Along with this the "monster" can also be representative of sexual repression of certain groups (homosexuals I think is one example) of people; I believe Robin Wood wrote something regarding this that would be incredibly helpful. – Jamie White5 years ago
Along the same lines of what Emily wrote, it seems these days that a "good" horror film incorporates a lot of gore, jump scares, and violence. I don't think a horror film has to have all of these, but they do have to be scary in SOME way to be billed as a horror film. That being said, horror, like violence, can be implemented into a film in a purposeful way without making it simply spectacular or gratuitous. It's about balancing between cringe-worthy and necessary. – Christina Legler5 years ago
Hannibal show creator Bryan Fuller has recently spoken of the possibility to bring his show back in the form of a film. There are a few examples of this happening before with shows like Spooks and The Inbetweeners (both British, I know; a possible comparison to American shows could be done).
Is this creatively the right choice? Have these sorts of jumps from small to big-screen worked well before?
I haven't watched it but I've heard Firefly made a movie after the disappointment from fans at it's cancellation. I hear it was a bit of a wrong decision, and that in a hurry to wrap up loose ends people with dissatisfied with certain character's ends. Firefly could contribute to this topic. – Slaidey5 years ago
This is a good and current topic idea. Perhaps if you include more examples within your research- it would help to paint a better picture for readers.Are you planning to branch out into other works- past, present and or current? Additionally, will you include some opinions from valid critics? Will you provide a prediction of TV shows shifting to film for the future?– arielsilkett5 years ago
The Simpsons, South Park, Family Guy. These three programmes in particular have received a fair amount of criticism in recent years for their apparent decline in quality and a lot of he time earlier seasons are superior. But is this really the case?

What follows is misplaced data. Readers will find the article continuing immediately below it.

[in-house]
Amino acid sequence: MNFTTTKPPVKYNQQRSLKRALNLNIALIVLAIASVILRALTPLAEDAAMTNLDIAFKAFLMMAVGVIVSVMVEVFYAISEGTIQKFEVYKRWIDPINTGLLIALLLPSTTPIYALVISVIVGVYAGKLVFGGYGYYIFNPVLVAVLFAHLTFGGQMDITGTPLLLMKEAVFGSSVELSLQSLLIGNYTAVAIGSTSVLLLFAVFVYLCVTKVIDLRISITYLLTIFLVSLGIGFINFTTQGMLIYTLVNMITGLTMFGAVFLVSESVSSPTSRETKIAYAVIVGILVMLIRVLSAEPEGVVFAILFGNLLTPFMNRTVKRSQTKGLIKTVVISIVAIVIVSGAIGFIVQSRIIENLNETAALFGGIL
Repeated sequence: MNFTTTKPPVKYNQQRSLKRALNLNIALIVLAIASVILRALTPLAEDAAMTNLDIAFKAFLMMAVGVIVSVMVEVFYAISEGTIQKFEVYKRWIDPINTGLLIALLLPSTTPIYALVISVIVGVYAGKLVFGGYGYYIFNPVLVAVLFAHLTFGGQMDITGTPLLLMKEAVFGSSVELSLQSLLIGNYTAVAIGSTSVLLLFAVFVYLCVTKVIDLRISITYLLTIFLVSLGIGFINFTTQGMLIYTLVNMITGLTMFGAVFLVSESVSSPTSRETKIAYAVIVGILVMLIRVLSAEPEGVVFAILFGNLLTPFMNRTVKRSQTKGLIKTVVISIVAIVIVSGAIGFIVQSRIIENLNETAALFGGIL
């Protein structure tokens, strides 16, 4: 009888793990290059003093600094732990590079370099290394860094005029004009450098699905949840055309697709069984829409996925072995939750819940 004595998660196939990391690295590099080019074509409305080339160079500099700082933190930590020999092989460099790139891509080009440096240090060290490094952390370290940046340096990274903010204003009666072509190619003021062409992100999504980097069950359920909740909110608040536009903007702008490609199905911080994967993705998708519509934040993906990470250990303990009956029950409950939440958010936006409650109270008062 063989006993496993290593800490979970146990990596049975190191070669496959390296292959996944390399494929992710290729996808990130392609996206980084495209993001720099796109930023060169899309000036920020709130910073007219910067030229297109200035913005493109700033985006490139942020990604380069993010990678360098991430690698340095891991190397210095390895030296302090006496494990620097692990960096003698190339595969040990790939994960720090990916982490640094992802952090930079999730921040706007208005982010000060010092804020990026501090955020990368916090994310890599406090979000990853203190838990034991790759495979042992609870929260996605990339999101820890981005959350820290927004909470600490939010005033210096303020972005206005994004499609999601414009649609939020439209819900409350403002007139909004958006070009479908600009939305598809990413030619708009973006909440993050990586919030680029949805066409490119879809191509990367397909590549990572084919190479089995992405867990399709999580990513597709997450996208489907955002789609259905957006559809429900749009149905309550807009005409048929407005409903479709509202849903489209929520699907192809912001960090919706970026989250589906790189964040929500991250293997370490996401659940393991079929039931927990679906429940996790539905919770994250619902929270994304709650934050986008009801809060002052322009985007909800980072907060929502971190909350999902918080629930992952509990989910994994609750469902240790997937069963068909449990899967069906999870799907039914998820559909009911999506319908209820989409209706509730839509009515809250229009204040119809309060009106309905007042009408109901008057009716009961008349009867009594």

Are earlier seasons genuinely better than later ones or have the shows themselves just evolved into something slightly different? Or is it even the case of the audience changing overtime; these shows have run for a staggering amount of time.
With The Simpsons, for example, a person who first watched the show at Bart’s age would now be watching the show as someone the same age as Homer.
This can be done show by show and can, of course, include other long running shows that may not be exclusive to animation.
Good insight about how part of the change might have to do with the audience. Fans who have been watching since a show's inception will respond differently than newer fans to a changes in a show. A show that has been on the air for a long time will have to face shifts in audience expectations and perceptions. – S.A. Takacs6 years ago
Perhaps you can compare this to newer adult cartoons, such as Archer, Bob's Burgers, and Rick & Morty? – Nicole Wethington6 years ago
Thank you! I still love The Simpsons. I think it is the same quality, but people are just bored of the humor even though it is the same as ever. But people must like it as it keeps getting renewed. As to Family Guy, even Seth McFarlene wonders why it is still going. – Erin Derwin5 years ago
I recenly read an article which had Geroge R.R. Martin criticising Marvel’s villains saying how similar they are to the heroes in terms of their powers. (link)
He made some interesting points and while there’s a lot of ranking of villains there’s hardly any proper analysis of them and their relation to the hero. This should obviously range from villains with similar powers to the hero, to those who are startlingly different, or those who have no powers at all.
This could be done with specific villains in mind or franchise by franchise i.e. Marvel, The Dark Knight Trilogy, X-Men, Spiderman etc.
There is a lot of good potential to analyze supervillains, but there are too many of them to count if you includes everyone from the likes of Marvel and DC. It would be helpful to limit it to either some of the most notable ones (regardless of which publisher they come from) or to villains specifically derived from certain franchises. You also might want to limit your analysis to one form of media (looking into movie adaptations over comic books and vice verca). – Seth Childers6 years ago
I've always been partial to Spiderman, but I can see this working for any of the major franchises. Interesting take--a strong focus on the social and political pressures of the time in which the selected franchise analyzed will help provide a comprehensive and detailed explanation for the motives of such villains. – RobertCutrera6 years ago
I was having a discussion about this once with a friend - he made the point that comic book/graphic novel villains are purposely made to be the opposite/fear of the hero.
Batman = conquering fear; Joker = anarchy and uncertainty, meaning fear.
Spiderman = spider; Dr Conners = reptile. Reptiles eat insects.
Bruce Banner = Ego; Hulk = Id
etc etc. Therefore the point that they are basically made to be challengers for the hero could sometimes mean that they are reduced to placeholders, and therefore aren't given enough of an identity in themselves.